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Native Californian, biologist, wildlife conservation consultant, retired Smithsonian scientist, father of two daughters, grandfather of 4 small primates. INTJ. Believes nature is infinitely more interesting than shopping malls. Born 100 years too late.

Sunday, October 23, 2011

The Restless Haystack

A mountain beaver or showtl on the job -- is it making hay or pitching its tent? 

In 1995 Mark Johnson published an article on tents that cover the burrows of mountain beavers.
"Supporting sticks were placed over and across the entrances. Then, sticks were placed perpendicular to these over the entrances. Finally, leafy sticks of big leaf maple (Acer macrophyllum), sword fern (Polystichum munitum), or both were placed across the sticks concealing the entrances." 
The tents were clearly the handiwork of the showtls and not the caring gesture of a passing Sasquatch.

Not all burrows had tents, but Johnson thought they may keep burrows dry in a rainy climate.

Though usually agreeable, showtl enthusiasts have at times disagreed about the animal's tolerance of water.

A pioneering student of the showtl, C. A. Hubbard opined that the rodent shuns watery tunnels, "because Aplodontia cares for water only as  a drink."

Lloyd Glenn Ingles on the other hand averred that, "Living as it often does near water, the animal is a fine swimmer."

Yours truly and his student camera trappers have also given photographic proof that showtls and their neighbors have no qualms about scooting through watery tunnels.

I have the feeling that the showtl's tent may be a drying rack for plant cuttings, that is, nothing more than a haystack, and haystacks have also been reported numerous times in the scientific literature.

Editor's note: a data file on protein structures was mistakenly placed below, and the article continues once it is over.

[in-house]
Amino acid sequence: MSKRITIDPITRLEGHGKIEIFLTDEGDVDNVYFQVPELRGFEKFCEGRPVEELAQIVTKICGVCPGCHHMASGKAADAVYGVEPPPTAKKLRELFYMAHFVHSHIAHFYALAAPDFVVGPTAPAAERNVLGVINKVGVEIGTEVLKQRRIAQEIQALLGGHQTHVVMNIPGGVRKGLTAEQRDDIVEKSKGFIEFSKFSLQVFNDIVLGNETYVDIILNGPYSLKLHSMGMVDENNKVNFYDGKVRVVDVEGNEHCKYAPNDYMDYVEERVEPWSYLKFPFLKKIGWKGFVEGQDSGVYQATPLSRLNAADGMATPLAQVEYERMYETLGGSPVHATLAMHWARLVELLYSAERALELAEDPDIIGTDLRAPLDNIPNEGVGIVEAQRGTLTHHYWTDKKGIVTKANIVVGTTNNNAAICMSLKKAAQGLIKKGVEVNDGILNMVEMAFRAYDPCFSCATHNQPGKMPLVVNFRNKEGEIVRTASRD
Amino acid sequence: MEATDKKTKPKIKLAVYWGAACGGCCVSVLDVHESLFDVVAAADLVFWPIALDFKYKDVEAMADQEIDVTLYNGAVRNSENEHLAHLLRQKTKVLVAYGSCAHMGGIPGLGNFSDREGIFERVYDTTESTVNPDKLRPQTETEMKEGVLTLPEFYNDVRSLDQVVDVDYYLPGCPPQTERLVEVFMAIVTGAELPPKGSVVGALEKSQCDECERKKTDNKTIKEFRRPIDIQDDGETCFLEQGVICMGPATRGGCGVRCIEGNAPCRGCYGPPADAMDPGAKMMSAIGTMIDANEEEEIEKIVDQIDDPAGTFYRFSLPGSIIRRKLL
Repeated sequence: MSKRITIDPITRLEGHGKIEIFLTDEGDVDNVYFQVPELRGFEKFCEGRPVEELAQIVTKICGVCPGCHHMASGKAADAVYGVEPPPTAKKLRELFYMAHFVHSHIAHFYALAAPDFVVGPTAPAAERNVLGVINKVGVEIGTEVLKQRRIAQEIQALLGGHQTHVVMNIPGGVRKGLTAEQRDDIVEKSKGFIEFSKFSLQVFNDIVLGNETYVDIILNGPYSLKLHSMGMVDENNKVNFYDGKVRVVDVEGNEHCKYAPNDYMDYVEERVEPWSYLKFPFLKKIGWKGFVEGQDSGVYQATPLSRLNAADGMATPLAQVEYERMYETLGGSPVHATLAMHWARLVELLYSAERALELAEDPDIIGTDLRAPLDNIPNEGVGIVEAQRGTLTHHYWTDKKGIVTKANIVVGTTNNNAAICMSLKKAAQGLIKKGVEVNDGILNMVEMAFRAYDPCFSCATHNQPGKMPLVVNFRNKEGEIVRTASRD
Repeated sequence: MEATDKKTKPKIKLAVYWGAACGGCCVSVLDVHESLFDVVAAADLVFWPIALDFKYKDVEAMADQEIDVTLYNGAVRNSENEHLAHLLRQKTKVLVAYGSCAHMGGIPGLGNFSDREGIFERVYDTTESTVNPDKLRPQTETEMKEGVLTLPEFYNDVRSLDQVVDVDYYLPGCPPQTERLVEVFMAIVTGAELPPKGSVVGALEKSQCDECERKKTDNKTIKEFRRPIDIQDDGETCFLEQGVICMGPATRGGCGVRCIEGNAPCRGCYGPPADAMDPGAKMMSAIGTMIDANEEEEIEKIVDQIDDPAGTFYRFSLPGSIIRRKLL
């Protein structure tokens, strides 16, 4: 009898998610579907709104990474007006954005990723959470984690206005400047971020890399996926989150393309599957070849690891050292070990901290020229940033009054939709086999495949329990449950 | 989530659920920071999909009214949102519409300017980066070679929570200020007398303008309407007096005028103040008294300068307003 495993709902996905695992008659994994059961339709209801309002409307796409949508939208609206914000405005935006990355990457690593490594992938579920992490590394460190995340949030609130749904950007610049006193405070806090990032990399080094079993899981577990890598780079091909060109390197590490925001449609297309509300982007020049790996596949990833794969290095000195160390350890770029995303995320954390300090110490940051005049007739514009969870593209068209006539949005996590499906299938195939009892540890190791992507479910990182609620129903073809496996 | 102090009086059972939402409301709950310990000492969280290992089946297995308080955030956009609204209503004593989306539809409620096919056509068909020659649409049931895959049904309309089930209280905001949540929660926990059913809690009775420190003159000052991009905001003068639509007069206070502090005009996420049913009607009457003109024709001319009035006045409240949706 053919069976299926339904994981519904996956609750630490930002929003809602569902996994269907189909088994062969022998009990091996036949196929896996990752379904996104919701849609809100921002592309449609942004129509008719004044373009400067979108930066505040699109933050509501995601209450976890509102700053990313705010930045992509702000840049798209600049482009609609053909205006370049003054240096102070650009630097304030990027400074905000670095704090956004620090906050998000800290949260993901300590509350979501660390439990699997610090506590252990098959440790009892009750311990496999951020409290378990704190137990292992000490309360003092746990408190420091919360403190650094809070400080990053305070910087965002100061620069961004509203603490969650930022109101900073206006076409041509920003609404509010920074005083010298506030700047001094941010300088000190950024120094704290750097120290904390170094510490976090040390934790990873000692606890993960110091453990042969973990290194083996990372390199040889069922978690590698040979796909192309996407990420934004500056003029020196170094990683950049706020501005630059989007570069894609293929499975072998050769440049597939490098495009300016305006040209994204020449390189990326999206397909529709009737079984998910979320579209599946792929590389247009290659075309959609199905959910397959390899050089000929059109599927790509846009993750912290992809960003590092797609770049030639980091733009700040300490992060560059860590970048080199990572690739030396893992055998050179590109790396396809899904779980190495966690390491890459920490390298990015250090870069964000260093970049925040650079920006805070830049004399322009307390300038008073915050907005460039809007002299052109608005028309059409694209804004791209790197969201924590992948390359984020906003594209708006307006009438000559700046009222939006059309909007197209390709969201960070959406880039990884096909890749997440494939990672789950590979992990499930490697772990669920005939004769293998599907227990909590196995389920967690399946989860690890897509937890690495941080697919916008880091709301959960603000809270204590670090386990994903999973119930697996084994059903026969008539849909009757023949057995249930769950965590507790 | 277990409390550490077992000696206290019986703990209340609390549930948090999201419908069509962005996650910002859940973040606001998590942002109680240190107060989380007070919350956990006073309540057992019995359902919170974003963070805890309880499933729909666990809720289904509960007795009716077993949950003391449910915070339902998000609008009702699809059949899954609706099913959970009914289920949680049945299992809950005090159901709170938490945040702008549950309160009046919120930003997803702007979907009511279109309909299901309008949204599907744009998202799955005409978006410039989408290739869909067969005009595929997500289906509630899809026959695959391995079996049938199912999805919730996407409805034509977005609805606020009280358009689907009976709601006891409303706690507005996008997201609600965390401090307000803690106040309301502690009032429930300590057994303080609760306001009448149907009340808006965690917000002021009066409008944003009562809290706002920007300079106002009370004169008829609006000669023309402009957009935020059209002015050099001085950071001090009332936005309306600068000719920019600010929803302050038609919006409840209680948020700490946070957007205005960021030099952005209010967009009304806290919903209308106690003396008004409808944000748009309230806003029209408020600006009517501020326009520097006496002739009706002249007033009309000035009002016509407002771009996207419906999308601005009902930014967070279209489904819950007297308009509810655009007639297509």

The big question is about the criss-cross arrangement of the sticks.

Are they an act of God or an act of mountain beavers?

I've assumed they were an act of God, that they just happened to be there as they had fallen from the trees.

We have actually removed a few sticks from some burrows for better pictures, and if the rodent replaced them with others, I for one didn't notice.

But I am greatly intrigued by Johnson's suggestion, though apparently based on circumstantial evidence rather than direct observation.

A rodent that builds a tent or a drying rack by dragging sticks over its burrow is a remarkable rodent.

It's a tool user.

So confirming Johnson's tent-building observation is on the list for next year's showtl work.

If you haven't seen a showtl's haystack, here's a sequence of 30 photos taken during a week near Yuba Pass, California.

Try to stay awake. It's less than a minute and the action gets exciting at the end.


Hubbard, C.A. 1922. Some data on the rodent Aplodontia. The Murrelet 3(1):14-18.

Ingles, L.G. 1965. Mammals of the Pacific States. Stanford University Press, Stanford, California.

Johnson, M.K. 1975. Tent building in mountain beavers (Aplodontia rufa). Journal of Mammalogy, 56(3):715-715.


john said...

Maybe the Mountain Beaver, (that's the one name I can remember) likes it's salad to age a little, or dry out before eating it?

Camera Trap Codger said...

I'm sure they prefer dry bedding and settle for dry salad in the winter.

randomtruth said...

Perfection, Chris. I think boomer is drying the foliage out to keep it from molding once it is moved and stored down in the wet burrow.

Jacques Prescott said...

In his 1968 PH D thesis on Mountain beaver (Oregon State U.), E.H.Voth felt that haymaking behavior may be related to improved succulence or nutritional quality of the vegetation. Also, it may involve the psychological well-being of the animal by reducing the number of times the nest and feeding chambers are opened to bring in vegetation. As for the arrangements or specific placing of the twigs and leaves, A.W.F. Banfield (Mammals of Canada, 1974)mentions that those haystacks are often well arranged, stems being oriented in the same direction. Haystacks thus serve many purpose: covering the burrow entrances, serving as nest material and food supply. No wonder our showtl or Sewellel (The name Sewellel Beaver comes from sewellel or suwellel, the Chinook Indians term for a cloak made from its pelts) is taking such great care in building haystacks. (Other names for the Mountain Beaver include whistler, Chehalis and mountain rat). Boomer is definitely a sensible animal.

Camera Trap Codger said...

Thanks Jacques. We'll be unraveling the secrets of these little cuties a bit more next year, and Audrey who took the workshop has become so enamored of them that she is planning a project. The mountain beaver name I like best is "kick-willy",